HARRELL: In case you're not one of the younger folks, Jennifer Hudson was a contestant on "American Idol." She parlayed that popularity into an Oscar-winning performance as Effie White in the film "Dreamgirls."

Mr. CHRIS CHASE (Blogger, The Dagger): I'm not going to say I didn't see "Dreamgirls," and Jennifer Hudson was excellent, but that doesn't mean I want Effie being next to Mike Krzyzewski during the NCAA tournament.

HARRELL: That's Chris Chase. He writes for the college basketball blog The Dagger. He's called the song the height of schmaltz, and he worried that Hudson's voice would only intensify that.

Mr. CHASE: She stretches out the songs, and it's just very, very sappy. The song itself "One Shining Moment" is sappy in and of itself. Teddy Pendergrass brought a machismo to it. Now with Jennifer Hudson, it's almost as if CBS has surrendered to the schmaltz.

HARRELL: The segment producer this year is Joe Zappulla. He has advice for Chris Chase and anyone apprehensive about the change.

Mr. JOE ZAPPULLA (Producer, CBS Sports): Just listen to it. On Monday night, I don't think there's going to be anybody who's disappointed.

(Soundbite of song, "One Shining Moment")

Ms. JENNIFER HUDSON (Singer): (Singing) You always did the best 'cuz inside you knew. Oh, and one shining moment, you reached...

HARRELL: This is a sneak peek at the Jennifer Hudson version. Joe Zappulla knows what this song means to the viewers at home and even to the players on the court. Zappulla took over the production of "One Shining Moment" back in 2000, when Mateen Cleaves and the Michigan State Spartans won it all. Zappulla tells the story of how he was chatting with Cleaves' mother before the game.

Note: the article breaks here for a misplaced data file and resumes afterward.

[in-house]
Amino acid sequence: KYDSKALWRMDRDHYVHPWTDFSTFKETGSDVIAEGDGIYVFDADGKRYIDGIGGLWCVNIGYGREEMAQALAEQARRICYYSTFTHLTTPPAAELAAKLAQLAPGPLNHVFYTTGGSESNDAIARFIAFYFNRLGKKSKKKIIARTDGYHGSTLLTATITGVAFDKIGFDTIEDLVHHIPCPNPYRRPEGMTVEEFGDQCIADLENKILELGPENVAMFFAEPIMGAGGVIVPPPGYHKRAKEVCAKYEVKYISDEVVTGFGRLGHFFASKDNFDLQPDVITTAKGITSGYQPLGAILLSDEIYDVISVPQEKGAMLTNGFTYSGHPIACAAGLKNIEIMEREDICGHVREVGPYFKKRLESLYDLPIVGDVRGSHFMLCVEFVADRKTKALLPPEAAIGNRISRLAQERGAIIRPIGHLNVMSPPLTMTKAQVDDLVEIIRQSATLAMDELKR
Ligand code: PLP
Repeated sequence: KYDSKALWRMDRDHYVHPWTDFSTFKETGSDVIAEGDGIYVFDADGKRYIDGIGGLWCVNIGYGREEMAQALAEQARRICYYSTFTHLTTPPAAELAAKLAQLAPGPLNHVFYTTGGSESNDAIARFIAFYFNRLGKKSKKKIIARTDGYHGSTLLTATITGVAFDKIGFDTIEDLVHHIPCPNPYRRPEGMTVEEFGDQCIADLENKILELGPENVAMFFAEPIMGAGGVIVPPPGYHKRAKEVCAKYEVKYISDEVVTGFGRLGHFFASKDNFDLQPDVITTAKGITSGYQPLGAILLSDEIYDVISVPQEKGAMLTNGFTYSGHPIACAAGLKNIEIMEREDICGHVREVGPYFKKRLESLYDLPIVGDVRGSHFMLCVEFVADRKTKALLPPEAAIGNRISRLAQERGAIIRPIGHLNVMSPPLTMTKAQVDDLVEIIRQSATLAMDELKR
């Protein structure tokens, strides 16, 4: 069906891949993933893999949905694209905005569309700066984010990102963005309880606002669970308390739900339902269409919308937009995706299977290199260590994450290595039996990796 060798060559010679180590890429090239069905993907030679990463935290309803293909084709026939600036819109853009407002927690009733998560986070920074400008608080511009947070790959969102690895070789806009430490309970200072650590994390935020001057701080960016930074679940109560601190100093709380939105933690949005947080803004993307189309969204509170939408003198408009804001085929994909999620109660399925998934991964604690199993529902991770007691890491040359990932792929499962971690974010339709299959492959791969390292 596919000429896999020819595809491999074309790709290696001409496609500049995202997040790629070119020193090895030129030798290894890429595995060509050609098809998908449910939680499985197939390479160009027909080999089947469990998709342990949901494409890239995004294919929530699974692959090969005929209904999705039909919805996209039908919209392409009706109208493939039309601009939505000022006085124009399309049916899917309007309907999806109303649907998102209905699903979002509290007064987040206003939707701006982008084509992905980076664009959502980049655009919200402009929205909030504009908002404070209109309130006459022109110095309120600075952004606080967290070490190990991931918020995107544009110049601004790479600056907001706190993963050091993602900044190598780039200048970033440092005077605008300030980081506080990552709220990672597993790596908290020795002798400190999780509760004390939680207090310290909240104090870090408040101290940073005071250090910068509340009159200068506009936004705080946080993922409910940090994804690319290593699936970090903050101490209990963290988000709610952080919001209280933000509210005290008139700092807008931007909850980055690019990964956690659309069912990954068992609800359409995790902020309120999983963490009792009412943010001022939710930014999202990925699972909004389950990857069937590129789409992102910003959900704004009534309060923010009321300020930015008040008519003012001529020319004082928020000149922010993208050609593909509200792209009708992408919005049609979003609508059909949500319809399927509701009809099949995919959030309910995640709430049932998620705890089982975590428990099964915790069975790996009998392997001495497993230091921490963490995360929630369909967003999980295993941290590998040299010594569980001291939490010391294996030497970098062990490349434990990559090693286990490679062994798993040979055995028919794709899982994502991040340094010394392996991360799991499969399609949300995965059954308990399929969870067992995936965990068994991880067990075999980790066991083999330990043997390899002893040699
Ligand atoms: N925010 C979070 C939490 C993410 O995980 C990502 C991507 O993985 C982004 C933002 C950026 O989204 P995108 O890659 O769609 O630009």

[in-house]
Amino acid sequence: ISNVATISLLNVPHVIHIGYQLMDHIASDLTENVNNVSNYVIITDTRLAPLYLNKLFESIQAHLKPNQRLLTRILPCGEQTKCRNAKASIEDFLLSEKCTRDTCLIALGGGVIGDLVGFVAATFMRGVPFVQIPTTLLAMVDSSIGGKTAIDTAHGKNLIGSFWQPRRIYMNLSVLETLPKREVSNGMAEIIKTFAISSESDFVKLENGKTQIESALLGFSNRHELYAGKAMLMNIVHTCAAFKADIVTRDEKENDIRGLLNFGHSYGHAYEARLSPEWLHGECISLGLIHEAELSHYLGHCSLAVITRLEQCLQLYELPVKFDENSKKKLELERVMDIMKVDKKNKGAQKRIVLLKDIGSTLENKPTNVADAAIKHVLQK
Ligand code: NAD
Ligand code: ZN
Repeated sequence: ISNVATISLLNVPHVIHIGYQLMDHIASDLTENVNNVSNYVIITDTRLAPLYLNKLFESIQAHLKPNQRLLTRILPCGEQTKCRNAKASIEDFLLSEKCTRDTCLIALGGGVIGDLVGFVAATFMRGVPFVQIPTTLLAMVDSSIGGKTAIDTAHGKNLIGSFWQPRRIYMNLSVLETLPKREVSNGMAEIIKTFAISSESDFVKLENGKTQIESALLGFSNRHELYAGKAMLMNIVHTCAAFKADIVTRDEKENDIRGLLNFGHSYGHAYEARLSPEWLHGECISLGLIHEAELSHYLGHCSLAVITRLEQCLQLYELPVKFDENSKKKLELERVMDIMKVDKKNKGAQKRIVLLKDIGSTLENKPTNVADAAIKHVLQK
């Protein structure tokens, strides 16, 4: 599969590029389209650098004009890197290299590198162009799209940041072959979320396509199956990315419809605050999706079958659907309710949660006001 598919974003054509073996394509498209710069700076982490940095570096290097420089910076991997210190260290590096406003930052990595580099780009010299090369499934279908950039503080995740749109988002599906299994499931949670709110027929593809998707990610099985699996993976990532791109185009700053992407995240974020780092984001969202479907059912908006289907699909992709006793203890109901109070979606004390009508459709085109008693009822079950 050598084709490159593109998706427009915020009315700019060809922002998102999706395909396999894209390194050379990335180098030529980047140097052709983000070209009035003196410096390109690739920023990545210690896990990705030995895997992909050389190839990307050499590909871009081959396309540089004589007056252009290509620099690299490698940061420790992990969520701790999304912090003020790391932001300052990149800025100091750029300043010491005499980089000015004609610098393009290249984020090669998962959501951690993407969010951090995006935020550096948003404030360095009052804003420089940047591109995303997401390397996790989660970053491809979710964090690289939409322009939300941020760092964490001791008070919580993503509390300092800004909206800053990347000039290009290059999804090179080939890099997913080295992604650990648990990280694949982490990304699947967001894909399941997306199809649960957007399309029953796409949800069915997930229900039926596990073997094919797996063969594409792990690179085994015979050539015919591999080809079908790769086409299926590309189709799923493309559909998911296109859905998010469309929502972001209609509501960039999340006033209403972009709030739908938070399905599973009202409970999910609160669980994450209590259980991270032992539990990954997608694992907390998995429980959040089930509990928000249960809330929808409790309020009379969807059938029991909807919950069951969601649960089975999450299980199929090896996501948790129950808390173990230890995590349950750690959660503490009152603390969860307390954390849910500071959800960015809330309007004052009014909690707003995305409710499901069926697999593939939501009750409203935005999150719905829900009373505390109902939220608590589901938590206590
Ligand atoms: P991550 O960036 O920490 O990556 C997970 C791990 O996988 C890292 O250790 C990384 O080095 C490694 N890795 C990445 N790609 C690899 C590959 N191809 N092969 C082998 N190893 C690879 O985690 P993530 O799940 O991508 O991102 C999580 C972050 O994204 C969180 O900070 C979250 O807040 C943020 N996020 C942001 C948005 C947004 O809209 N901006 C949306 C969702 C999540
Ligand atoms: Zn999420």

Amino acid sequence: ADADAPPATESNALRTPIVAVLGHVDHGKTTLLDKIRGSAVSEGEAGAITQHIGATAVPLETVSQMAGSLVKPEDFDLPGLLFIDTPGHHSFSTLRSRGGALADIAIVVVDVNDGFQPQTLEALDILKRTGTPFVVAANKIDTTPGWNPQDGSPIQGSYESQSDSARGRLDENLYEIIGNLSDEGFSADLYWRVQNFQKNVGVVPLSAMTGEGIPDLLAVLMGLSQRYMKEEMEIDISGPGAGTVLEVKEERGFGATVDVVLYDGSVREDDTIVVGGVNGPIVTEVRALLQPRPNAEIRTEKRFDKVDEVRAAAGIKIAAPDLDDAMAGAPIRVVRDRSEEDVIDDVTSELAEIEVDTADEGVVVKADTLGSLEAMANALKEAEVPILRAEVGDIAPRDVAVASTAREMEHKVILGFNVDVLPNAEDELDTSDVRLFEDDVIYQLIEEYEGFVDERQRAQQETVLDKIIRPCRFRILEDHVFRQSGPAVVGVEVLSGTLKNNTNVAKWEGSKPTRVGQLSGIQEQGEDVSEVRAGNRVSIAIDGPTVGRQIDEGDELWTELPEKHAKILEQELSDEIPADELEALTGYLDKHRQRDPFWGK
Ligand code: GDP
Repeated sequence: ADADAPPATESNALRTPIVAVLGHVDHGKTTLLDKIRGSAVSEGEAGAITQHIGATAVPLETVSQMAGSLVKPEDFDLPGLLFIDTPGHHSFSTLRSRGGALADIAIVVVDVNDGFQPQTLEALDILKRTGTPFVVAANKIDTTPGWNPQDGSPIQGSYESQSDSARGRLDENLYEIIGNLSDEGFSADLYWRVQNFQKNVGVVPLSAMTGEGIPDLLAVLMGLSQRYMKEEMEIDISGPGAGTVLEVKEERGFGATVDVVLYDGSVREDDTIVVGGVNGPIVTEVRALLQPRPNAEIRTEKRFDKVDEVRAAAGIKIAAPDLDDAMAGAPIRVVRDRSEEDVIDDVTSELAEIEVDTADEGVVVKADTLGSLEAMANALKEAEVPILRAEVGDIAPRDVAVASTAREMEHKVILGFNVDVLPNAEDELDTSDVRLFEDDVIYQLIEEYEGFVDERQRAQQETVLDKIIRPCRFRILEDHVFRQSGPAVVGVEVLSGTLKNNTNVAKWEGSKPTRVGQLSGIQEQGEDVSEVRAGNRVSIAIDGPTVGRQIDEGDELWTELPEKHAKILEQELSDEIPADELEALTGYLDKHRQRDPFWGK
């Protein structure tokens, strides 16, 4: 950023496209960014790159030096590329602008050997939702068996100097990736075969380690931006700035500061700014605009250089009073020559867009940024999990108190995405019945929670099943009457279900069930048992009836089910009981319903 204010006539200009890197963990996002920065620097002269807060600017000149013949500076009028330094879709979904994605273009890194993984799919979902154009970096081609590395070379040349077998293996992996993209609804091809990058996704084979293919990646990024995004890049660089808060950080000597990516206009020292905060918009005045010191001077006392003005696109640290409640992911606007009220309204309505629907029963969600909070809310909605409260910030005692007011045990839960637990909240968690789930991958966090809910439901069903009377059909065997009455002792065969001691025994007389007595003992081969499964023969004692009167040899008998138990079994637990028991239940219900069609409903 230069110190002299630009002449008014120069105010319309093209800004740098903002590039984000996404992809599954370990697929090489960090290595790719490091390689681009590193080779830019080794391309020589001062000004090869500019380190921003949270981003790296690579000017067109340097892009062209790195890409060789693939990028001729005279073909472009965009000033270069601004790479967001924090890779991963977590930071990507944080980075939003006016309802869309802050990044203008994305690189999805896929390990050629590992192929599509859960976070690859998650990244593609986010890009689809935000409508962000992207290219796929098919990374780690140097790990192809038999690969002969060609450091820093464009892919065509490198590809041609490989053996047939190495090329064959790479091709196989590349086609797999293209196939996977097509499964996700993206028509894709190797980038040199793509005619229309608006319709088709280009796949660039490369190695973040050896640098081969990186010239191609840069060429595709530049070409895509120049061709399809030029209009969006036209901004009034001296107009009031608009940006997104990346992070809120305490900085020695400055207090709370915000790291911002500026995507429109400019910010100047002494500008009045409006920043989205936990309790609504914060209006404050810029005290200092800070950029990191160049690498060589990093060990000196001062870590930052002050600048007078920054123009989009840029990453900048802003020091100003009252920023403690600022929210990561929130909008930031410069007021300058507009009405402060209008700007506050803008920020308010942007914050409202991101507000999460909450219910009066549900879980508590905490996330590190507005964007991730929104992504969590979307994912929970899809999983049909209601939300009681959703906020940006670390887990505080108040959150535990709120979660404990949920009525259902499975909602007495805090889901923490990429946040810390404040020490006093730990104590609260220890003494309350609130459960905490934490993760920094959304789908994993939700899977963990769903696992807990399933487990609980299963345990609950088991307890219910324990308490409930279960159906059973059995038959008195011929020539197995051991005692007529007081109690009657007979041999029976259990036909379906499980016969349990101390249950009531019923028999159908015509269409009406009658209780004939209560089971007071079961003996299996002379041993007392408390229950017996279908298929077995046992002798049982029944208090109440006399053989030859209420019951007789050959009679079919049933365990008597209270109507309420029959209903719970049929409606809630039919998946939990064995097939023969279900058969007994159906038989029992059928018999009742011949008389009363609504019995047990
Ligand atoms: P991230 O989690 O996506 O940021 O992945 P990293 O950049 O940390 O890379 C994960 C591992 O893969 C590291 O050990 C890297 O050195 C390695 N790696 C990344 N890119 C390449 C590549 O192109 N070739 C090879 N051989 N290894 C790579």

Mr. ZAPPULLA: And she says to me: Mateen's lifelong dream is to be the last shot in "One Shining Moment." I said: I'll tell you what. If Mateen does his job, I'll do mine. So Mateen goes out there, he has the game of his life. He has a shot when he nails his three pointer, and he goes by our midcourt cameraman, Hulk(ph), and he just gives this look, like, of defiance.

So I put all this into "One Shining Moment" that year. As soon as my editor, Tom Blair, hits play, I run out to the court, and they're showing "One Shining Moment" on the big screens all over the arena, and then Mateen sees that he is indeed the last shot of "One Shining Moment." Him and Coach Izzo break down crying, genuine tears. I'm watching this from seven, 10 feet away, and professionally, it's well, heck, it was something I'll always remember.

(Soundbite of song, "One Shining Moment")

Ms. HUDSON: (Singing) One shining moment.

HARRELL: Tomorrow night, either the Duke Blue Devils or the Butler Bulldogs will have the honor of being frozen in time in the last shot of "One Shining Moment."

Phil Harrell, NPR News.

Copyright © 2010 NPR. All rights reserved. Visit our website terms of use and permissions pages at for further information.

NPR transcripts are created on a rush deadline by Verb8tm, Inc., an NPR contractor, and produced using a proprietary transcription process developed with NPR. This text may not be in its final form and may be updated or revised in the future. Accuracy and availability may vary. The authoritative record of NPR’s programming is the audio record.